1. Obtain a kerberos ticket as an IdM administrator:

    # kinit admin
  2. Create a nfs/<FQDN> service principal:

    # ipa service-add nfs/nfs_server.idm.example.com
  3. Retrieve the nfs service principal from IdM, and store it in the /etc/krb5.keytab file:

    # ipa-getkeytab -s idm_server.idm.example.com -p nfs/nfs_server.idm.example.com -k /etc/krb5.keytab
  4. Optional: Display the principals in the /etc/krb5.keytab file:

    # klist -k /etc/krb5.keytab
    Keytab name: FILE:/etc/krb5.keytab
    KVNO Principal
    ---- --------------------------------------------------------------------------
       1 nfs/nfs_server.idm.example.com@IDM.EXAMPLE.COM
       1 nfs/nfs_server.idm.example.com@IDM.EXAMPLE.COM
       1 nfs/nfs_server.idm.example.com@IDM.EXAMPLE.COM
       1 nfs/nfs_server.idm.example.com@IDM.EXAMPLE.COM
       7 host/nfs_server.idm.example.com@IDM.EXAMPLE.COM
       7 host/nfs_server.idm.example.com@IDM.EXAMPLE.COM
       7 host/nfs_server.idm.example.com@IDM.EXAMPLE.COM
       7 host/nfs_server.idm.example.com@IDM.EXAMPLE.COM

    By default, the IdM client adds the host principal to the /etc/krb5.keytab file when you join the host to the IdM domain. If the host principal is missing, use the ipa-getkeytab -s idm_server.idm.example.com -p host/nfs_server.idm.example.com -k /etc/krb5.keytab command to add it.

  5. Use the ipa-client-automount utility to configure mapping of IdM IDs:

    #  ipa-client-automount
    Searching for IPA server...
    IPA server: DNS discovery
    Location: default
    Continue to configure the system with these values? [no]: yes
    Configured /etc/idmapd.conf
    Restarting sssd, waiting for it to become available.
    Started autofs
  6. Update your /etc/exports file, and add the Kerberos security method to the client options. For example:

    /nfs/projects/      	192.0.2.0/24(rw,sec=krb5i)

    If you want that your clients can select from multiple security methods, specify them separated by colons:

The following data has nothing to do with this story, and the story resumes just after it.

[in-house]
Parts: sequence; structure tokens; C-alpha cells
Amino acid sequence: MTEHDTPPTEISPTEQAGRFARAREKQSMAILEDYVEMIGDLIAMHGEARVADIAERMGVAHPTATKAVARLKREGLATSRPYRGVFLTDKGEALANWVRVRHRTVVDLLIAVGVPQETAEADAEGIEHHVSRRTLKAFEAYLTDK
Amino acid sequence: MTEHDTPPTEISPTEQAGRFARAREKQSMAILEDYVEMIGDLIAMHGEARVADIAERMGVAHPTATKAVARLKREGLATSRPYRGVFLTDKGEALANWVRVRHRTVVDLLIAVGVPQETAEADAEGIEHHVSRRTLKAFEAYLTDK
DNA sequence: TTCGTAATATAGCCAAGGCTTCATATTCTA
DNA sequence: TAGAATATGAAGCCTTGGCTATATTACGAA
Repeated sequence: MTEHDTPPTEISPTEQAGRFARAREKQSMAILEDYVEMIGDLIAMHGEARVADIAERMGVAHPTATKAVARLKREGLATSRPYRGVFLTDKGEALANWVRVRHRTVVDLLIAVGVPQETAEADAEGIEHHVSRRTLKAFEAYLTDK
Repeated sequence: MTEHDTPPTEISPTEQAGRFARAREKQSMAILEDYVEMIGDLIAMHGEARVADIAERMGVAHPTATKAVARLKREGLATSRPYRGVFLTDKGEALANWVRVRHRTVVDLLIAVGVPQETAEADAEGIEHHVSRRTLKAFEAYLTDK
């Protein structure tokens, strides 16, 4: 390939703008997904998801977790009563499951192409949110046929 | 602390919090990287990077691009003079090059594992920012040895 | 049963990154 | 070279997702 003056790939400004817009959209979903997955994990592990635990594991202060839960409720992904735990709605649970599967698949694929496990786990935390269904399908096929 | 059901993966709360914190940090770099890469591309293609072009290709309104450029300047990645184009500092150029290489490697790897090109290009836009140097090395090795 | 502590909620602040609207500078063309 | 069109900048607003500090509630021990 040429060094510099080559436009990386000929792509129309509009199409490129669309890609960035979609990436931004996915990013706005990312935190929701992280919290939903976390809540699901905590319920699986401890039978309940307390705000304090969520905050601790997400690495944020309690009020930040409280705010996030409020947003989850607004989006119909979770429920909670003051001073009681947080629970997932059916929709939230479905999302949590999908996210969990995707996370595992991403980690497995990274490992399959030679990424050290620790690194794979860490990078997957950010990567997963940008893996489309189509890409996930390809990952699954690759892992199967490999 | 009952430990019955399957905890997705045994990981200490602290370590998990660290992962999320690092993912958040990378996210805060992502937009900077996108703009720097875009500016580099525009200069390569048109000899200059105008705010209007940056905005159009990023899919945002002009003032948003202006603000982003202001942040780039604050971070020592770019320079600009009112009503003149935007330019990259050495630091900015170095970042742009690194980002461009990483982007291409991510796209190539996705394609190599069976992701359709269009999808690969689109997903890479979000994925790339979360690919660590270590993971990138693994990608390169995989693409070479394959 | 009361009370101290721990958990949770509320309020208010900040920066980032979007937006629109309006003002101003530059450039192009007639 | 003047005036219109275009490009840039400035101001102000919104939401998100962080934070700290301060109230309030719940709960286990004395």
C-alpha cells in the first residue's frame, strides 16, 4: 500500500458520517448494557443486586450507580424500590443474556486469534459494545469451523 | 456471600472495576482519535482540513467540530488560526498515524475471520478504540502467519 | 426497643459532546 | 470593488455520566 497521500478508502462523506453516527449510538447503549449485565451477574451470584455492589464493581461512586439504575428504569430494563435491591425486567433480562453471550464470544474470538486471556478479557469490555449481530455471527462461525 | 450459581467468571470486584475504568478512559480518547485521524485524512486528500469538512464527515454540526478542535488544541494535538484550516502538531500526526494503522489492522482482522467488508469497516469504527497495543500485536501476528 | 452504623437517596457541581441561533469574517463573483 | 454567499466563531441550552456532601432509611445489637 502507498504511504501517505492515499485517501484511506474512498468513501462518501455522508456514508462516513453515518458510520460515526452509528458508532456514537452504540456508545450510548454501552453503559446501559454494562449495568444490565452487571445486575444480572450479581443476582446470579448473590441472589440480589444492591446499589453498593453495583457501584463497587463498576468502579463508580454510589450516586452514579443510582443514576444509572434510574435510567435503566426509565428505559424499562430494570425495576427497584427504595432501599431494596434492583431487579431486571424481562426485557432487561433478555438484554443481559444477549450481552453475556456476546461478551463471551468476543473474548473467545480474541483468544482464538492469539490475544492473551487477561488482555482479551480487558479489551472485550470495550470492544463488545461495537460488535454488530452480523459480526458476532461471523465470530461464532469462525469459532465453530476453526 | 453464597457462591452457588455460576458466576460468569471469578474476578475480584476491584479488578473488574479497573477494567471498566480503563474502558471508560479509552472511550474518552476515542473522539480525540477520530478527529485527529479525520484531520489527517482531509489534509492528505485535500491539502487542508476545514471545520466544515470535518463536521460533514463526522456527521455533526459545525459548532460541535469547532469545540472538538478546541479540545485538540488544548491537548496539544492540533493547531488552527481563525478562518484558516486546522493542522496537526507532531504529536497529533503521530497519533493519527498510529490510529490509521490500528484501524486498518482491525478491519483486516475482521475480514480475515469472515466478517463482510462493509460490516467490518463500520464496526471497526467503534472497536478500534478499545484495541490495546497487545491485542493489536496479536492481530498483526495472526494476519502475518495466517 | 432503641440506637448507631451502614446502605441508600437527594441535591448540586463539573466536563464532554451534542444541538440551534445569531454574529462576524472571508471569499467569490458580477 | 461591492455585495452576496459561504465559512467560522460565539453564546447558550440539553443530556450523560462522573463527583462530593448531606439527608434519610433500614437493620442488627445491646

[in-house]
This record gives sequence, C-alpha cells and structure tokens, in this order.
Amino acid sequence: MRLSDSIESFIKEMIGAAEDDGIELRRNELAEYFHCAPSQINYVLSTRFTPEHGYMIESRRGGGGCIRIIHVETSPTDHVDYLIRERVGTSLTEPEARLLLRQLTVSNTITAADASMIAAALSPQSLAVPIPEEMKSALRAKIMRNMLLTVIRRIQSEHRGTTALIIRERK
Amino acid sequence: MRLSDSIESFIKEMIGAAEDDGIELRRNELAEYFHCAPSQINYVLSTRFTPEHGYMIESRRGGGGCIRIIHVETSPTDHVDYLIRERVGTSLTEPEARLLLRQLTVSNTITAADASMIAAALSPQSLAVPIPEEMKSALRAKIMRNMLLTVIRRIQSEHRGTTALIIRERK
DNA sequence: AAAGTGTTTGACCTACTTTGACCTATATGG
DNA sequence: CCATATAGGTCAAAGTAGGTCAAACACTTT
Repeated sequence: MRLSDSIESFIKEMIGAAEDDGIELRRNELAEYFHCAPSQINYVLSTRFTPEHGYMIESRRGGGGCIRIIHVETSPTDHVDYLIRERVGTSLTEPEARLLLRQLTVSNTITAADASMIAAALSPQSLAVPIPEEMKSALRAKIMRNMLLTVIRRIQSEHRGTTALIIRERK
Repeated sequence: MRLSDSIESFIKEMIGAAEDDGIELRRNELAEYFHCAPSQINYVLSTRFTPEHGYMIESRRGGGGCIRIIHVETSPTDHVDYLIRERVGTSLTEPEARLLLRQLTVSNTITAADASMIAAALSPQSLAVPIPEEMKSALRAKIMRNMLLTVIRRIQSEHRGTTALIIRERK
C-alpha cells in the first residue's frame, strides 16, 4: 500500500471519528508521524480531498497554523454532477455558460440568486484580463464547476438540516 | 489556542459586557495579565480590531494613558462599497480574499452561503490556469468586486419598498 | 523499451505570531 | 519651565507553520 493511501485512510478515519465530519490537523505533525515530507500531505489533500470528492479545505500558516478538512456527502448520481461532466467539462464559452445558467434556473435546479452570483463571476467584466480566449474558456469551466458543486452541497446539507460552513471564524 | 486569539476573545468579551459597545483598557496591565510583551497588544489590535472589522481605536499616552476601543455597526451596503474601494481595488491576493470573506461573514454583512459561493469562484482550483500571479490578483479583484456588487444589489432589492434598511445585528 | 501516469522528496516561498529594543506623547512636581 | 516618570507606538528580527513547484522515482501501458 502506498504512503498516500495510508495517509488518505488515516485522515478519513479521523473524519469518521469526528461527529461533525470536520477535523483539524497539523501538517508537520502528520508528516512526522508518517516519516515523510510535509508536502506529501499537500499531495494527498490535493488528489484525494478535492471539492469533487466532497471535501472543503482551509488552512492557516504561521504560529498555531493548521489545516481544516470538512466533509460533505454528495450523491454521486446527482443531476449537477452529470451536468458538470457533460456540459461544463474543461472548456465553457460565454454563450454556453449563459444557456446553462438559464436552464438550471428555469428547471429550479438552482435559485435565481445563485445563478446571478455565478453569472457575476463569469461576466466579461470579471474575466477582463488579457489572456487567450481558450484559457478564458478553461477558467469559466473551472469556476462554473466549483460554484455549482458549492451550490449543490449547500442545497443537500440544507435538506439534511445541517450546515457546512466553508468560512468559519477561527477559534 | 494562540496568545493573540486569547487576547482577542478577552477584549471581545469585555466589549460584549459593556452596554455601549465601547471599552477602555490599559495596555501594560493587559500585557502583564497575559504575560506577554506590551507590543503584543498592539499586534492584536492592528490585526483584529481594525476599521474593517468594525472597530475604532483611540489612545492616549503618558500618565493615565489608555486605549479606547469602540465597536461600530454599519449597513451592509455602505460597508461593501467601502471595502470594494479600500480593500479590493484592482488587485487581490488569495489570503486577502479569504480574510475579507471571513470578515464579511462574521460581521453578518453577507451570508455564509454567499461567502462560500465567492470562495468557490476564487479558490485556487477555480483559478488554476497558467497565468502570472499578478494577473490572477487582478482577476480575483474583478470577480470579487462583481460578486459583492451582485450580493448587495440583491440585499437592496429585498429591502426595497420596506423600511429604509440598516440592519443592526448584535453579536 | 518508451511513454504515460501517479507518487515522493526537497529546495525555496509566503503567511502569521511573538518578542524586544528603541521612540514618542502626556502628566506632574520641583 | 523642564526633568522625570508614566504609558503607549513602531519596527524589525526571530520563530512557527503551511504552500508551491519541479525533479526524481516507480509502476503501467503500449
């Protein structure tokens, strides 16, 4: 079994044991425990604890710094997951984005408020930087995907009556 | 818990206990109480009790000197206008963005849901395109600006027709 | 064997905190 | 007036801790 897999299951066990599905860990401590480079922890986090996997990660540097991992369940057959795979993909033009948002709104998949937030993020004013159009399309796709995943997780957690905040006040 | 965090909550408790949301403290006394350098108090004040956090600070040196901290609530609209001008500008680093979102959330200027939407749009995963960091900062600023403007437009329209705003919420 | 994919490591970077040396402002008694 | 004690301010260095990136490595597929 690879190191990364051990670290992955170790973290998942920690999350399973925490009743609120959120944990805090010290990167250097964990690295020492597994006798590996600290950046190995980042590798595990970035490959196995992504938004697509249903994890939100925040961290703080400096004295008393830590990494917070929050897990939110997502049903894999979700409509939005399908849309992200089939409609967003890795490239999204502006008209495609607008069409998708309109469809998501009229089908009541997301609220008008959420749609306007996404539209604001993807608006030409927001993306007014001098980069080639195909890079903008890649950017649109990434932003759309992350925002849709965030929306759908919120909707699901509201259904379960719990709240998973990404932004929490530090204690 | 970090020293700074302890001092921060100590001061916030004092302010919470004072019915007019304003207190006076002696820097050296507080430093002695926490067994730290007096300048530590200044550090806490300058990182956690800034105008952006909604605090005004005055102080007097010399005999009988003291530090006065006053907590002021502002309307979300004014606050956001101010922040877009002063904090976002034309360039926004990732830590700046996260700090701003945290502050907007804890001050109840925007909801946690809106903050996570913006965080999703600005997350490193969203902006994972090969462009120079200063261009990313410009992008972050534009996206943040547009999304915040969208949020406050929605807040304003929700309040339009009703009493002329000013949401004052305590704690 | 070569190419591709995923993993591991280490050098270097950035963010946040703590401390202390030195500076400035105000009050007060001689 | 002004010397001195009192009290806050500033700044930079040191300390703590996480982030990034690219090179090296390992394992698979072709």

/nfs/projects/      	192.0.2.0/24(rw,sec=krb5:krb5i:krb5p)
  7. Reload the exported file systems:

    # exportfs -r

117.3. Configuring automount locations, maps, and keys in IdM by using Ansible

As an Identity Management (IdM) system administrator, you can configure automount locations and maps in IdM so that IdM users in the specified locations can access shares exported by an NFS server by navigating to specific mount points on their hosts. Both the exported NFS server directory and the mount points are specified in the maps. In LDAP terms, a location is a container for such map entries.

The example describes how to use Ansible to configure the raleigh location and a map that mounts the nfs-server.idm.example.com:/exports/project share on the /devel/project mount point on the IdM client as a read-write directory.

Prerequisites

  • You know the IdM admin password.
  • You have configured your Ansible control node to meet the following requirements:

    • You are using Ansible version 2.14 or later.
    • You have installed the ansible-freeipa package on the Ansible controller.
    • The example assumes that in the ~/MyPlaybooks/ directory, you have created an Ansible inventory file with the fully-qualified domain name (FQDN) of the IdM server.
    • The example assumes that the secret.yml Ansible vault stores your ipaadmin_password.
  • The target node, that is the node on which the ansible-freeipa module is executed, is part of the IdM domain as an IdM client, server or replica.

Procedure

  1. On your Ansible control node, navigate to your ~/MyPlaybooks/ directory:

    $ cd ~/MyPlaybooks/
  2. Copy the automount-location-present.yml Ansible playbook file located in the /usr/share/doc/ansible-freeipa/playbooks/automount/ directory: